Teej is a well-known and biggest Hindu festival celebrated by women from various Nepalese Hindu societies. The festival begins in late August or early September. It refers to the monsoon festival, which also celebrates nature, greenery, the arrival of clouds & rain, birds, and social activities and ritual costumes. On this day, Lord Shiva and Mother Parvati got married, according to Hindu tradition. The festival is primarily dedicated to goddess Parvati, commemorating her marriage to Lord Shiva. On that day, goddess Parvati got her husband as per her wish. The festival lasts three days and includes sumptuous feasts as well as strict fasting. It is the festival that women celebrate in order to request special favors. It is a festival in which women ask Lord Shiva for special blessings in order to have a good husband in life, as well as a prosperous married life and a long life for her husband.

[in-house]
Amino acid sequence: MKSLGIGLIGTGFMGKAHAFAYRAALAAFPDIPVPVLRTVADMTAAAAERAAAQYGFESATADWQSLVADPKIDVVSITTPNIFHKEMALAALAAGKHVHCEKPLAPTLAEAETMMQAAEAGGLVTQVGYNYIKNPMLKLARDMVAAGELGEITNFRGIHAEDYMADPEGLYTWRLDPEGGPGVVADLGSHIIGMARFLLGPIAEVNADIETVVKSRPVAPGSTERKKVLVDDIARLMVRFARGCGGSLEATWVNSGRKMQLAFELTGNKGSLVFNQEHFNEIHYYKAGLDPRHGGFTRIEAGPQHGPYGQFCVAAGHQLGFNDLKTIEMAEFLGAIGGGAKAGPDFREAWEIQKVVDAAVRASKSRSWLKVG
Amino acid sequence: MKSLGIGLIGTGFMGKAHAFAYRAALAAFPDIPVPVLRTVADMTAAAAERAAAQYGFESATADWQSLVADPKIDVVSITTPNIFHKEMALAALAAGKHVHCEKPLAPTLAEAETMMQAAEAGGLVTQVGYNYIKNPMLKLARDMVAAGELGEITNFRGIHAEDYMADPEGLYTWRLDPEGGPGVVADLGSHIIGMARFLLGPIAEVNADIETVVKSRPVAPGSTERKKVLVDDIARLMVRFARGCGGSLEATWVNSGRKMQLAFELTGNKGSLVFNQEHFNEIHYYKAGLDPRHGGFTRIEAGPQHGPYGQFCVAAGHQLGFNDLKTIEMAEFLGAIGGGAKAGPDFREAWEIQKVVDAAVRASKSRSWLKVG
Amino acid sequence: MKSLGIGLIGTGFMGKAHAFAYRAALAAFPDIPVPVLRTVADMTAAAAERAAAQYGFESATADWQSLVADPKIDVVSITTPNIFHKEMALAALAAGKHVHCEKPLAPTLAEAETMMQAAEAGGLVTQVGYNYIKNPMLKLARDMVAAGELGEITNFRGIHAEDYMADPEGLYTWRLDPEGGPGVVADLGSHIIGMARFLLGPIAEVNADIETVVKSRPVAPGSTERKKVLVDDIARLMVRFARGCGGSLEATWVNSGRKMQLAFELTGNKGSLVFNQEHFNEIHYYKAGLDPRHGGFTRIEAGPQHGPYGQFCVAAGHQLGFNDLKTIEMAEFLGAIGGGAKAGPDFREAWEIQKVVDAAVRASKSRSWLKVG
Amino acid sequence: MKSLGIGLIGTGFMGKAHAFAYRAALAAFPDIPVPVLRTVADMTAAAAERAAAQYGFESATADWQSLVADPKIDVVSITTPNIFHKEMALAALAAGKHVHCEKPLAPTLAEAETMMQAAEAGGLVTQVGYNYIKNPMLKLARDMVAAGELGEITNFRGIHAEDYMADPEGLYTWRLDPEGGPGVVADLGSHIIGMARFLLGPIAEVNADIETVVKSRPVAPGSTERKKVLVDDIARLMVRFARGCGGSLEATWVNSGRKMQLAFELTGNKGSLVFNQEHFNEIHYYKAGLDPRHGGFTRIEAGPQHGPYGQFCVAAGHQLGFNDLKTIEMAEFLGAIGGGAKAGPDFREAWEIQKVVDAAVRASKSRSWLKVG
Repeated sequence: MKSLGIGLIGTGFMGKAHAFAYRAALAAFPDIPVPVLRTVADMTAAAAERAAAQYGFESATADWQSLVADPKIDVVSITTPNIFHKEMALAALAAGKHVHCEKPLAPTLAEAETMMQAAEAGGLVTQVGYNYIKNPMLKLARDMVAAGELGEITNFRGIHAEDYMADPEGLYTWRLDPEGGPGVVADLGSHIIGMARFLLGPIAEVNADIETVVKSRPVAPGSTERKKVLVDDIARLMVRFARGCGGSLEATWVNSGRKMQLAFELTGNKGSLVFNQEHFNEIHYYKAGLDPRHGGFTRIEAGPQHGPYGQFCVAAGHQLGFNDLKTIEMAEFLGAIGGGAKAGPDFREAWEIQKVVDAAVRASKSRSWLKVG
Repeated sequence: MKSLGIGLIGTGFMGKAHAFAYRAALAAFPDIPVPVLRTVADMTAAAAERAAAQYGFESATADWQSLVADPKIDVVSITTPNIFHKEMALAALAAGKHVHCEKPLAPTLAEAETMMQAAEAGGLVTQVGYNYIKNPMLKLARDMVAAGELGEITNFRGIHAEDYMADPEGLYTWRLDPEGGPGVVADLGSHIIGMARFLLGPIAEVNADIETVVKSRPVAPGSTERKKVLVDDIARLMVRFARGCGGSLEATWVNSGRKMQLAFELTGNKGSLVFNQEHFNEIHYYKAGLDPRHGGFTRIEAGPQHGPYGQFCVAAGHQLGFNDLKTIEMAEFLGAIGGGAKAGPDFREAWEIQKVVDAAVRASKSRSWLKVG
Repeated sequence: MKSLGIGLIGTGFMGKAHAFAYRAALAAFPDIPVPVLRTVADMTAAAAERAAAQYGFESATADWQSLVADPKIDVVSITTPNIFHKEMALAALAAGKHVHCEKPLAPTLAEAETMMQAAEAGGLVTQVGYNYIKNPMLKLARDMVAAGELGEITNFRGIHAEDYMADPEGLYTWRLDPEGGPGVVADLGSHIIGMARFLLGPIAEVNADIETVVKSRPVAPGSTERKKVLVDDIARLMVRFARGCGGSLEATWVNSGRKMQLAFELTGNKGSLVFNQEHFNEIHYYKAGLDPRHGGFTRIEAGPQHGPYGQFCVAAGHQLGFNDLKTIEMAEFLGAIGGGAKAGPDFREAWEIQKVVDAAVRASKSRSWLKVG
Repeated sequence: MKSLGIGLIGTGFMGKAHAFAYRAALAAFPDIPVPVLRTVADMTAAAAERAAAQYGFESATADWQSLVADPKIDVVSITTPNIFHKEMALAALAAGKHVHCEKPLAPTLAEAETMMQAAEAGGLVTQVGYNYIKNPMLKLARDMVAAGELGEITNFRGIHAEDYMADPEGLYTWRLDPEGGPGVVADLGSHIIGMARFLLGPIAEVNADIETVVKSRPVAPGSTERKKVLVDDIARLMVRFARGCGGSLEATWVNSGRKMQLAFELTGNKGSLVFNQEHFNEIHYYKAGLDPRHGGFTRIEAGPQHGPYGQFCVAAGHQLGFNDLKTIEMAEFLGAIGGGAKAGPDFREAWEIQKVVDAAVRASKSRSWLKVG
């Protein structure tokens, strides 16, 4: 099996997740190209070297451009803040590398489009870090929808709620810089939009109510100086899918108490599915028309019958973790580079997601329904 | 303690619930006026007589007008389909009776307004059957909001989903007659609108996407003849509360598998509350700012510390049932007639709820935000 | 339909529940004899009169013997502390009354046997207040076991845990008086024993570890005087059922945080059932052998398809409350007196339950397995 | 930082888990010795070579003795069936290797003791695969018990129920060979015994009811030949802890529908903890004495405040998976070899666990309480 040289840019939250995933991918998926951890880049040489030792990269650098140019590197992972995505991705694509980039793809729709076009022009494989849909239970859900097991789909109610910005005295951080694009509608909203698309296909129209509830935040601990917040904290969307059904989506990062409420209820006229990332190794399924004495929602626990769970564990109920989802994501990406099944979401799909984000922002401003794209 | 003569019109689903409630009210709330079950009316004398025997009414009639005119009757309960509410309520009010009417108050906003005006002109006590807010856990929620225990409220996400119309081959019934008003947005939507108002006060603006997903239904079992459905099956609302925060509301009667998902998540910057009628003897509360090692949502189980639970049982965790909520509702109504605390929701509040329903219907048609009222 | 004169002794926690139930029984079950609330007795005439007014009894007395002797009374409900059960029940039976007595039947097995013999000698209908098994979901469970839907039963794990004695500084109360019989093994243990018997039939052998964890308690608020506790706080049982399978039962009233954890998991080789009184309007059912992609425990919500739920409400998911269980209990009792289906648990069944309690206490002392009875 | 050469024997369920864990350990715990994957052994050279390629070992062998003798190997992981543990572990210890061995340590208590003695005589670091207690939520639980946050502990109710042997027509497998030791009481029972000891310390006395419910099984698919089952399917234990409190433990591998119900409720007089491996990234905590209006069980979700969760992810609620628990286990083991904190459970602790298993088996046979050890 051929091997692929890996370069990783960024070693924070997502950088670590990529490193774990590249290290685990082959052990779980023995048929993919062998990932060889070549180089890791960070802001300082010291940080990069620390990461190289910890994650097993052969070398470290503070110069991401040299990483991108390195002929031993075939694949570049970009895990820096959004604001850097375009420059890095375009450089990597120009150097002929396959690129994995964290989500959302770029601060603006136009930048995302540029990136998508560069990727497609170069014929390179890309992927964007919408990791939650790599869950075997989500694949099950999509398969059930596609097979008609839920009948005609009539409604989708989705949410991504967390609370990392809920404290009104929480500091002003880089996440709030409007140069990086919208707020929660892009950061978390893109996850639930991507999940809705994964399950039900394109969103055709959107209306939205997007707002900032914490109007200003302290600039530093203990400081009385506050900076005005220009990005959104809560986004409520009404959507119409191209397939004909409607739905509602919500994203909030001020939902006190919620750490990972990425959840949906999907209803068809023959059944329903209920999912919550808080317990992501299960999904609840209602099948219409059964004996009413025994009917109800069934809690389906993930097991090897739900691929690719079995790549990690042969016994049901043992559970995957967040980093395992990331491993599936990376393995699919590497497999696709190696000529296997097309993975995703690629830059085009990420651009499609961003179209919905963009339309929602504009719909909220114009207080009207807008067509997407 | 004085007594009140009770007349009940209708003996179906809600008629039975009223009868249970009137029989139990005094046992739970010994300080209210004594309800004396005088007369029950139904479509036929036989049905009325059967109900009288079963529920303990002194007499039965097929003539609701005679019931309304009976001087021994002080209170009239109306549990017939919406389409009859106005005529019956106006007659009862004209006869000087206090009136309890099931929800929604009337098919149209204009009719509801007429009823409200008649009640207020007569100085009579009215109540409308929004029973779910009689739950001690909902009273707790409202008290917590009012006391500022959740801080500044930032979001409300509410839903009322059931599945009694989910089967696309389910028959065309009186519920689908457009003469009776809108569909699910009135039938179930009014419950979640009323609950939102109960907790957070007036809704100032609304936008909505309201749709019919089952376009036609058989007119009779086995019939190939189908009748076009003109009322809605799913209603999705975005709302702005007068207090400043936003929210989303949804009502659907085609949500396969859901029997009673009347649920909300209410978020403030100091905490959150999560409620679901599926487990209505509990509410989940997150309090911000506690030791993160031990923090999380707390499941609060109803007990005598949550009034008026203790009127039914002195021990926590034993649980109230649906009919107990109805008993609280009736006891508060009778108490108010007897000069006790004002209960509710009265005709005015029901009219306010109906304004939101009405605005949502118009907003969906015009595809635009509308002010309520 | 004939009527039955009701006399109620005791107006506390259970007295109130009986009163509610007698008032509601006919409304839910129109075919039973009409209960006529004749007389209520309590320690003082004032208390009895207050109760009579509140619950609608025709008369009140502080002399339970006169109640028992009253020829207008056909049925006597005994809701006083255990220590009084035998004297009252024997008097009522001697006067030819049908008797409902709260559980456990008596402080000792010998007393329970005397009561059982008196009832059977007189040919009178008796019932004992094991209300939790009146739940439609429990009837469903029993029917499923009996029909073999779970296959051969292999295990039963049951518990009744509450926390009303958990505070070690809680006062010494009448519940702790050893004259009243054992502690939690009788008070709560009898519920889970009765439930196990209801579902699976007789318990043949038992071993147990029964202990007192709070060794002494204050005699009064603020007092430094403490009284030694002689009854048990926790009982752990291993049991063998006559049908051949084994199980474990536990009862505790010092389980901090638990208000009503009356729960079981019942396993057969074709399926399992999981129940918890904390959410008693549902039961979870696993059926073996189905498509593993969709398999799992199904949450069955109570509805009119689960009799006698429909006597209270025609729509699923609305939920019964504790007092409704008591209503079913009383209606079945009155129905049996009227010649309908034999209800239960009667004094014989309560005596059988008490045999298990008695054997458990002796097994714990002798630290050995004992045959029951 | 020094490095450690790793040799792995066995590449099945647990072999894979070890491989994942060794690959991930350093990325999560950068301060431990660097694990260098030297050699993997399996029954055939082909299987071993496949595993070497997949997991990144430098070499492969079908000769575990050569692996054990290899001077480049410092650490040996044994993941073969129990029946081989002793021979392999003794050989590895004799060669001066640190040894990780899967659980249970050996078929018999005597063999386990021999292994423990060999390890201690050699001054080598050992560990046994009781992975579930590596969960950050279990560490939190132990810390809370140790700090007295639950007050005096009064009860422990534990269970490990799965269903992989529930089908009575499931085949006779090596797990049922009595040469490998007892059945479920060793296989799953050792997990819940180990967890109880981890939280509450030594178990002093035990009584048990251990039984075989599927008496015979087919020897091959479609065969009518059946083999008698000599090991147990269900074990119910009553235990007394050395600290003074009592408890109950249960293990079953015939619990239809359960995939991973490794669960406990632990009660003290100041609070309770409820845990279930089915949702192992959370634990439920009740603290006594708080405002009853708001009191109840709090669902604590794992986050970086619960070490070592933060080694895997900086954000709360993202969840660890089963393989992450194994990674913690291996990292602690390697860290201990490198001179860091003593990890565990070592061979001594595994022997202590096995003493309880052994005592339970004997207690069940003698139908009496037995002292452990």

Teej is celebrated with love and dedication by married and unmarried women of all ages. During the festival, Women wear red sarees with gold adornment from head to toe. Following a lengthy feast known as Dar, the woman sits for a 24-hour fast during which she does not eat or even drink water. What is fascinating is watching women of all ages, young and old, dance for hours in the heat and rain for an entire day without a drop of water or food.
Teej has traditional and modern values as a festival of celebrating good times with siblings, and is regarded as a “festival of sisterhood” in some communities. Although it appears to be a celebration of sisterhood because married women have a rare opportunity to meet with sisters and friends from their birthplace, there is a strong role of brothers in celebrating the festival as they are to call their sisters in this auspicious occasion and cook special food for their sisters, and all the girls enjoy time doing make-up to look their best and dance to forget the pain they receive from their in-laws, which is expressed in the form of folk dance.